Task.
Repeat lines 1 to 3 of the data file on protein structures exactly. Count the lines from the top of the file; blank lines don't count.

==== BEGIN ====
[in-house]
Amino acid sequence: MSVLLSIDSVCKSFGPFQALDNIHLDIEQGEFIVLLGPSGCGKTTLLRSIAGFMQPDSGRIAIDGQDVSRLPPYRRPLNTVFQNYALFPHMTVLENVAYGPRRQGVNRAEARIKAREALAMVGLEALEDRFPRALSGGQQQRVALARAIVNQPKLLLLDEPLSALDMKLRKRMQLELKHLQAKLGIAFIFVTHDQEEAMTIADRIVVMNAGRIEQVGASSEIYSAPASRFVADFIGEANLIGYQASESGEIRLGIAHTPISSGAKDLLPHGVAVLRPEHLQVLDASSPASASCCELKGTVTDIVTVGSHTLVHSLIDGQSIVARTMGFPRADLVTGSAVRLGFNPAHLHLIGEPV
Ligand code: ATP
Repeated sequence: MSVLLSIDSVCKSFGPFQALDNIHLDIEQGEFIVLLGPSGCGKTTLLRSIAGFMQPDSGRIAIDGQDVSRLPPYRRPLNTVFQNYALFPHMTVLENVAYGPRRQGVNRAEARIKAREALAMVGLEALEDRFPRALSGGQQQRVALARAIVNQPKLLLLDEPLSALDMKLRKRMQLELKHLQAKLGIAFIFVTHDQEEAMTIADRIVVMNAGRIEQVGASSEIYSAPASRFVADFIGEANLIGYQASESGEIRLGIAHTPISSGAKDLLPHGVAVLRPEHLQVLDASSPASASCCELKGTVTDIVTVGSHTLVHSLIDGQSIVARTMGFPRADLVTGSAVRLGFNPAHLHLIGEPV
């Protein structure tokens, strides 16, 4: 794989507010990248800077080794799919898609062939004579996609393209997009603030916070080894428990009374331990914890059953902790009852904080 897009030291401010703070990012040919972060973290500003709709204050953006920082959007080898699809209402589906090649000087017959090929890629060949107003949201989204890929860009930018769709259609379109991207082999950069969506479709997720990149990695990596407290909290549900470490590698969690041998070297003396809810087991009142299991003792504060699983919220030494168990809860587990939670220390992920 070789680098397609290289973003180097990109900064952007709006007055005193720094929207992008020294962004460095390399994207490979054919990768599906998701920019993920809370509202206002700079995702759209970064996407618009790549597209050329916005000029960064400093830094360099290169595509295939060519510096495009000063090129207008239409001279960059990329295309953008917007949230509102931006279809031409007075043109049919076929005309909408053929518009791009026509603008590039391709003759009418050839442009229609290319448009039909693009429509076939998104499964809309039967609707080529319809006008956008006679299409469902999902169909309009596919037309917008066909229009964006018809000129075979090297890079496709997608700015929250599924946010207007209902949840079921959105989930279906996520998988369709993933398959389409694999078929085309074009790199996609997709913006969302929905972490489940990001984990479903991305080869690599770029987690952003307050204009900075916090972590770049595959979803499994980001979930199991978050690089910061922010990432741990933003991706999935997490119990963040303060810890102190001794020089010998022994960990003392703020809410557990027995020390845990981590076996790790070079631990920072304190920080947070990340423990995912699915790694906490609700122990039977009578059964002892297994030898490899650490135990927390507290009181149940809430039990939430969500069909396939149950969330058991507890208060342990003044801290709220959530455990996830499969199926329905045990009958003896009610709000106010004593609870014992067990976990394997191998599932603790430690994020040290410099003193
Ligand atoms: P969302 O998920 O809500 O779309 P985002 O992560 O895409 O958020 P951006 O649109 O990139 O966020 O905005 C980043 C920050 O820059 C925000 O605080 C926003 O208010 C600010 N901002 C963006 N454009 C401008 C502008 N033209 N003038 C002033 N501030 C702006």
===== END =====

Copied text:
[in-house]
Amino acid sequence: MSVLLSIDSVCKSFGPFQALDNIHLDIEQGEFIVLLGPSGCGKTTLLRSIAGFMQPDSGRIAIDGQDVSRLPPYRRPLNTVFQNYALFPHMTVLENVAYGPRRQGVNRAEARIKAREALAMVGLEALEDRFPRALSGGQQQRVALARAIVNQPKLLLLDEPLSALDMKLRKRMQLELKHLQAKLGIAFIFVTHDQEEAMTIADRIVVMNAGRIEQVGASSEIYSAPASRFVADFIGEANLIGYQASESGEIRLGIAHTPISSGAKDLLPHGVAVLRPEHLQVLDASSPASASCCELKGTVTDIVTVGSHTLVHSLIDGQSIVARTMGFPRADLVTGSAVRLGFNPAHLHLIGEPV
Ligand code: ATP